What is it?
Helios is a powerful B2B technology to allow searching of large commercial music libraries by using music itself as the search key. There are many uses for Helios. Here are a few examples.
- You have a digital jukebox in bars, restaurants, and pubs. You want venue patrons to be able to play more music like the music they just paid to hear.
- You have a music catalogue management platform that publishers and labels use to track their digital assets. Your customers want to be able to search within their own catalogue using your slick platform.
- You have an online digital music store and you'd like to be able to make intelligent product recommendations to your customers based on what songs they already got in their shopping cart before they check out.
- You have a streaming music service whose DJs need inspiration for coming up with either channel based or custom curated playlists faster.
- You market software for DJs, such as plugins to manage their library. While they're performing live a plugin in their favourite software suggests some tracks to mix or play next.
- You have a commercial music library of any size. Perhaps you are a major record label, perhaps independent, or maybe you've amalgamated music from multiple labels, independent artists, or publishers. You need to assist your clients obtain synchronization licenses quickly for appropriate pieces of music for their film, TV, documentary, commercials, video games, or some other context.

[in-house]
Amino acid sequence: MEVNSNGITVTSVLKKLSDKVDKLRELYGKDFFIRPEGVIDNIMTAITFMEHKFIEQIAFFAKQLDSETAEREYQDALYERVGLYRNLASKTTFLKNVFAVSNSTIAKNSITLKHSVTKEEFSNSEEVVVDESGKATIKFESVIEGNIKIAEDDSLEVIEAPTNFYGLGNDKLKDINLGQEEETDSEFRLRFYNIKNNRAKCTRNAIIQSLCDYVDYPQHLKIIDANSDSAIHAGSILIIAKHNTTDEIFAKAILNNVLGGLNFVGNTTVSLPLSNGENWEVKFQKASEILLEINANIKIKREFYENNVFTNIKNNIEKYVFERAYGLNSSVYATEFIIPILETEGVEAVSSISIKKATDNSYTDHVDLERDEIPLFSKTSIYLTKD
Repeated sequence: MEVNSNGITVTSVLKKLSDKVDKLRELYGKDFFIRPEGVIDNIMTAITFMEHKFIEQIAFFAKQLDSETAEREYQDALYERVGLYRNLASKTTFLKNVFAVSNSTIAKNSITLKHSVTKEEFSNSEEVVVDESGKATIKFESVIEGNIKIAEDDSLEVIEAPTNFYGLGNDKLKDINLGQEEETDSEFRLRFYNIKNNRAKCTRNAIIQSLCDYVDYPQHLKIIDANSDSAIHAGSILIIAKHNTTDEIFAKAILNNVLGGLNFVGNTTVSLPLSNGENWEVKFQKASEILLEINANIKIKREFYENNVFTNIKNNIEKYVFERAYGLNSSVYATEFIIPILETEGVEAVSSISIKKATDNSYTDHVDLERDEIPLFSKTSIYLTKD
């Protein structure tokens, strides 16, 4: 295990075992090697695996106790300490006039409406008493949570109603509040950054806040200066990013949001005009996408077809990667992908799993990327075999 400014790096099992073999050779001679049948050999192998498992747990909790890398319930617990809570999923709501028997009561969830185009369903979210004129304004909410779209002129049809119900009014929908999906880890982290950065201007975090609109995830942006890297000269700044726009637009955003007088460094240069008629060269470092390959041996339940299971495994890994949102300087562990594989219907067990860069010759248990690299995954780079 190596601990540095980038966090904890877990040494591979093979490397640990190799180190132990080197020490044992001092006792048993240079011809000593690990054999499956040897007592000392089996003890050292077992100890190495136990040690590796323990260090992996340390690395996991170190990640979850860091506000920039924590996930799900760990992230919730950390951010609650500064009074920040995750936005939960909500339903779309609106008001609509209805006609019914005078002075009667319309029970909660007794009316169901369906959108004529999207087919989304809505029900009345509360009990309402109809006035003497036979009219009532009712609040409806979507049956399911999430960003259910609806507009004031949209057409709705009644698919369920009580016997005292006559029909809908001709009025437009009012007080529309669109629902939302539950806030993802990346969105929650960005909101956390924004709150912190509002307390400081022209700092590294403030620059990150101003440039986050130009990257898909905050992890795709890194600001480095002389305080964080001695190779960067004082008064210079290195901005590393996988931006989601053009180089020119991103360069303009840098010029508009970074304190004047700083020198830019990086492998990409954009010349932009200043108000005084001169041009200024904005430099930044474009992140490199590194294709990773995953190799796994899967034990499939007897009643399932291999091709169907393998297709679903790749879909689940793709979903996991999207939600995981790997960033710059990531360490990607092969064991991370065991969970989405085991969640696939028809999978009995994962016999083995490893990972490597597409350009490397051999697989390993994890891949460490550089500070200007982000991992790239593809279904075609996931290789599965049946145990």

There are countless other examples, but let's talk about this last one. Nearly always, your client approaches you with samples already in hand. "Hey, do you have anything like this?" This could be an MP3 or a YouTube video URL. Because Helios allows you to search the catalogue using music itself as the search key, you could use the customer's samples directly to help them find what they're looking for.
Traditionally, in the absence of such technology, the way this has been done for decades may surprise many. It is both costly and involves many hours or even days of manual human labour which delays the business process. The business must manually search, usually using textual tags, and listen to a great deal of irrelevant music in the hopes of finding the one the client is actually willing to spend money on.
How does it work?
Helios works by analysing the actual sound of each audio track it's provided. This is called sub-symbolic analysis. It does this by performing a complex digital signal processing analysis on both time and spectral domains.
It actually listens to your music rather than just guessing what you want based on what it thinks someone like you listened to before.
The scientific research Helios was based on is extensive and draws upon topics in physics, mathematics, computing science, and, soon, biological computing.